'That Mummy's dead body is put into a coffin and taken in a big car to big room, where her family and friends all sit to say goodbye to her. There was a nice lady stood at the front who reminded everyone all about Mummy and how lovely she was. Then at the end, everybody left and put a flower on Mummy's coffin to say goodbye as they were leaving. After that they lowered the coffin and Mummy's body into a fire and burned it, turning it into Ashes.


After that we all went to the hall for some tea and cake and to talk about Mummy and that's when you came to see everybody, do you remember?'


She really took the information on board well and then I showed her the small scatter tube of Ashes that we have at home at the moment and explained that the necklace I gave her a few weeks ago actually had some of Mummy's Ashes inside and it transformed the situation into quite a nice moment where she kissed her necklace and spoke about how special it was.





I'm not quite sure what the next block is, I'll keep working on this one for a while as I'm sure there'll be more questions or confusion that I'll need to iron out. But I'm really proud of her and how well she is adapting and dealing with such a huge loss at just 4 years old. She is doing her Mummy proud and I'll do my best to keep supporting her on her journey with grief.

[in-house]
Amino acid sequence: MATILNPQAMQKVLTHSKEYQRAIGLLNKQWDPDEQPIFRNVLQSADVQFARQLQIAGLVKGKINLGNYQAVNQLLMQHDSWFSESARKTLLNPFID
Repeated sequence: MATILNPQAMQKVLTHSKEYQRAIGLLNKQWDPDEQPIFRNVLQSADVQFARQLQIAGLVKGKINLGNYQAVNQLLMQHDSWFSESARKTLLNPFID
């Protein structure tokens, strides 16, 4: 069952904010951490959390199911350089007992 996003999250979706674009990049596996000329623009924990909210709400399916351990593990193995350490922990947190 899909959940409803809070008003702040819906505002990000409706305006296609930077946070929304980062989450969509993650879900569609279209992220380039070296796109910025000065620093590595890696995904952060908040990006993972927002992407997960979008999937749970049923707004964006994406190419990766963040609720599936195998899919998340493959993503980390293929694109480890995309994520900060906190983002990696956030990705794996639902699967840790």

Here are some other books that I have read to Molly throughout her grief journey and would recommend all of them for different reasons, my biggest piece of advice would be to read them yourself first and be prepared for questions that your little ones may have.


Swipe to see the covers which are linked to their Amazon listing.


And as is generally the way, I like to finish with a link to a song and although an entire song may not always feel relevant sometimes there may be even just one line or lyric that really speaks to me. This song really feels appropriate when talking about the message I'm trying to give to Molly.




Thanks for reading and being a part of our journey!

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It's a week since Valentines day and with it not being a first that I'd been particularly anxious about, it really taught me to expect the unexpected and the importance of something my counsellor had advised me in the past.

Valentines day wasn't something that Lauren and I were particularly over the top about, in the earlier days of our relationship we'd celebrate it a little more, but over recent years it was more just a small gift, card and an excuse for an indulgent dinner.


Having tackled much bigger firsts and survived, I suppose I'd been lured into a false sense of security about Valentines day and how I'd cope. I hadn't really given it a thought and I certainly wasn't worried about how I was going to feel. I woke up in the morning to my usual wake up call from Molly and her request for breakfast and even though I'd bought her a little valentines gift, giving it to her didn't trigger anything and I still felt okay about it.